One of my favorite Professors told me just before I moved out to Montana that the Western United States were the frontiers of the American imagination. They were the places that the American mind went to dream. Some congruence of her romantic tone and ideas and the simple fact of her European upbringing made me think twice about why and where I was moving. Shortly thereafter I drove the approximately 1,500 miles from the mid-West, to the West. And there was no mid- about it.
Now, as I wax philosophical (and patriotic) and celebrate the nation's independence for the second time in Montana, while still solidly rooted in my mid-Western traditions, I think about the role of Patriotism in my experience here at Vote Smart. Patriotism has been derided as the "virtue of the vicious" by Oscar Wilde, and lauded by Abraham Lincoln when he said, "I like to see a man proud of the place in which he lives. I like to see a man live so that his place will be proud of him."
I would like to submit a middle ground to the perception of patriotism, especially as our country ventures into yet another increasingly contentious, expensive and talked about election. Patriotism requires work. It is, in the words of one-time Presidential candidate Adlai Stevenson, patriotism is "not short, frenzied outbursts of emotion, but the tranquil and steady dedication of a lifetime." And that, my friends, is exactly what it is that Project Vote Smart is all about. The steady creation of a database of information, with a dedication to serve the American people has resulted in the greatest source of information at the finger tips of the American Voter in the history of the digital age. And things around here are changing. We are launching the most concerted effort in Project history to inform the voting public, to free up the barriers to the flow of information and to get the non-biased, un-spun facts into the hands of the people who will then elect their leaders. The informed citizen is, in my idealistically humble vision, a true patriot. And on this, the 231st anniversary of the signing of the Declaration of Independence, I would like all of the readers here to undertake the "tranquil and steady" process of accruing the information necessary to meaningfully participate in our democratic republic. Educate yourself. Encourage others to do the same. Write to the people who represent you and articulate your views, your priorities and your opinions.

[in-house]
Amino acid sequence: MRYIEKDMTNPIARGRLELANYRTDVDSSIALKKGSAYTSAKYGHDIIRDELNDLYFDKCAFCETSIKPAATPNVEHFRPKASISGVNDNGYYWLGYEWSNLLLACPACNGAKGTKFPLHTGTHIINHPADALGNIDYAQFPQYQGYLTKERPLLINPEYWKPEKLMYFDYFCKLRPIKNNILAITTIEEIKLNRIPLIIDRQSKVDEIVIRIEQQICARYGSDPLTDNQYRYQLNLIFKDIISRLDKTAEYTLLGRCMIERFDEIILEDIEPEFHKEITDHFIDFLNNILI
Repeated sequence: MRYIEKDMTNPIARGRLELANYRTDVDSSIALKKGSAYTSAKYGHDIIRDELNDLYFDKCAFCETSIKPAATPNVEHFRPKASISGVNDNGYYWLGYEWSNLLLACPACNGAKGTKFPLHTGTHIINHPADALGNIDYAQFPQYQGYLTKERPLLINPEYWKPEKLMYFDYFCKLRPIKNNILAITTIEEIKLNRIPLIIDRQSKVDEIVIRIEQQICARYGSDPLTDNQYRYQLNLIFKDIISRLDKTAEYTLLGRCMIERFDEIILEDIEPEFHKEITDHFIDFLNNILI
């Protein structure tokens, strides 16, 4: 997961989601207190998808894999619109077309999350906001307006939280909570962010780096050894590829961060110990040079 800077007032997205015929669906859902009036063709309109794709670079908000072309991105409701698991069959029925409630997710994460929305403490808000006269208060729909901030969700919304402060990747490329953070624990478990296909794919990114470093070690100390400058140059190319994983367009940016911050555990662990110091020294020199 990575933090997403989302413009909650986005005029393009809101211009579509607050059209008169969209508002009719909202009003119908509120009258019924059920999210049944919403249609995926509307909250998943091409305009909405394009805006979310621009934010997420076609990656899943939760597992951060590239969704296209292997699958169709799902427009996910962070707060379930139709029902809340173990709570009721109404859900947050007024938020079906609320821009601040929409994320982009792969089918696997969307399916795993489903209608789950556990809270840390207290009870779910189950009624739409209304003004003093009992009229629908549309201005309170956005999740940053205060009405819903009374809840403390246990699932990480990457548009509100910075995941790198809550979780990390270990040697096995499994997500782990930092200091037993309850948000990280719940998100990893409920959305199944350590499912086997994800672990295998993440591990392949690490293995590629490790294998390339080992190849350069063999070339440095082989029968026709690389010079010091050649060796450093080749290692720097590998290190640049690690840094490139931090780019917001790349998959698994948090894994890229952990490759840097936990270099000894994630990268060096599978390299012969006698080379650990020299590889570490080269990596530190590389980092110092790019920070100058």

Benjamin Franklin declared that the Constitutional Convention gave to the people "a Republic, if [we] can keep it." This July 4th, let us struggle to keep this republic healthy, vital and thriving as educated citizens and true patriots.
By: Carolyn Holmes, Director of Media and Public Relations.
4 July 2007
Written by Media